Cladding an Icon

Glaziers rely on multi-tiered equipment solution to enclose the WTC towers
Katy Devlin
August 22, 2013
COMMERCIAL, FABRICATION : PROJECTS

The glass-clad One World Trade Center and Four World Trade Center towers rise elegantly above lower Manhattan, where upon completion they will be among the tallest buildings in the world. The sleek, slightly blue façades have already become an iconic addition to the city skyline at 1,776 feet and 977 feet, respectively.

Installing the massive curtain-wall panels on the highprofile skyscrapers presented multi-faceted challenges for glazing contractor Benson Industries, including space limitations, a tight time schedule, budget constraints and power considerations. To complete the installation of the more than 3,000 large curtain-wall panels for the towers, Benson ironworkers required a flexible staging and lifting solution that could accommodate heavy loads of 1,400 pounds to 2,000 pounds, and offer a long travel capability of 200 feet.

In the end, the team looked to Spider, a division of Safe-Works LLC, to provide suspended scaffolding throughout the tower, and Beta Max Hoist Inc. to supply the material hoist lifts. The solution kept Benson on time and within budget on the 4WTC tower, and was brought over to complete the top vertical stories of 1WTC, also known as the Freedom Tower.

Glazing installers worked from suspended launch stages between the steel structure and the curtain wall. From the staging area, Benson ironworkers attached the curtain-wall panels to hoists that would lift the panels to the installation site. Photo by Spider, a division of SafeWorks LLC.

“Equipment needed to be easily erected on open steel, and meet all safety regulations and engineering requirements put forth by the Port Authority of NY/NJ, NYC Department of Buildings and Tishman Construction,” says Danny O’Brien, field superintendent, Benson Industries. “The suspended scaffold and BetaMax systems met all of these requirements, and were essential for installing the units in a safe and timely manner.”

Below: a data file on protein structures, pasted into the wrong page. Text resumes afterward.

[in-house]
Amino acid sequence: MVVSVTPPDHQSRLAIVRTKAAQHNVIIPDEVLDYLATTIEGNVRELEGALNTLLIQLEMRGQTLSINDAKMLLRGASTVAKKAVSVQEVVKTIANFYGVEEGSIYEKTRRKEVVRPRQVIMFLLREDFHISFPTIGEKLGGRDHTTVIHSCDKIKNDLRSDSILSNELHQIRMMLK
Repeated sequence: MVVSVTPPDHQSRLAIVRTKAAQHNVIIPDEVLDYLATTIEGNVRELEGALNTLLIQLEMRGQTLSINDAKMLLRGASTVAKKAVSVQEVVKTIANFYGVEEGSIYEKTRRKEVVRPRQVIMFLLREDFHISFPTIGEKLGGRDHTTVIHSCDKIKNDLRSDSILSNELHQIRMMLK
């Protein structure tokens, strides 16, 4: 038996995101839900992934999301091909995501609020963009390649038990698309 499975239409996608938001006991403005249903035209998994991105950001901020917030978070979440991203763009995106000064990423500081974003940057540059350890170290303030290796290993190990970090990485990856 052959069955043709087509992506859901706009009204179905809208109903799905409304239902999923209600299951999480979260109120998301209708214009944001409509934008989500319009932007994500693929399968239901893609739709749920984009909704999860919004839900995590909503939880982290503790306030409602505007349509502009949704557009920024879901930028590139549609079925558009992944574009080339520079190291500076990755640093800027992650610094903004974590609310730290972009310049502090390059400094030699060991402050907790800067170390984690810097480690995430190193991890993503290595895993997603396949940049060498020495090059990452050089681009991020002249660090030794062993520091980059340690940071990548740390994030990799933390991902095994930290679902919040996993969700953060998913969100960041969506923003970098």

The installation equipment for the project consisted of three main components: scaffolding stage, anchor beam and hoist. Benson first looked to Spider to develop a suspended staging area that would serve as the platform for the glazing installation.

Ironworkers from Benson Industries used hoists from Beta Max Hoist to lift and install 3,000 curtain-wall panels at the One World Trade Center and Four World Trade Center towers. Photo by Beta Max.

“The internal skeleton of the building is a steel structure, and Benson was installing the curtain wall on the outside,” says Spider Operations Manager Joe Simone. “Originally, they called us to ask for help developing a solution to suspend a staging area between the steel and the curtain wall. This would position the workers on the inside of the building.”

Spider supplied 12 complete swing stages for both towers: standard 20-foot and 30-foot modular platforms, as well as its Modulo platforms to access the hard-toreach areas. The standard platforms consisted of 3-foot and 5-foot modular units that came together to form a long, continuous platform for the stage, Simone says.

The main obstacle for installers was navigating the staging equipment in a confined area. “We are all about access—getting the employee where he needs to be,” Simone says. “We offered them the ability to have [a stage] that breaks down into small pieces. They could put curtain-wall staging into confined spaces.”

From the staging area, the installers connected to an outrigger beam installed on the top floor. Spider supplied a continuous beam that provided multiple rigging points for installers.

The hoist mounting option, an I-beam trolley, could run parallel to the side of the building, corner-to-corner, or perpendicular to the side of the building, says Ken Barrett, national sales for Beta Max. “When we started talking to Benson originally, they really liked the idea of mounting an I-beam corner to corner,” Barrett says. “That way, they could choose to either lift the panels from the ground, all the way up, or from a [stage] on a particular floor.” With the corner-to-corner mounting, the team could also place glazing panels side-by-side into the wall, or checkerboard.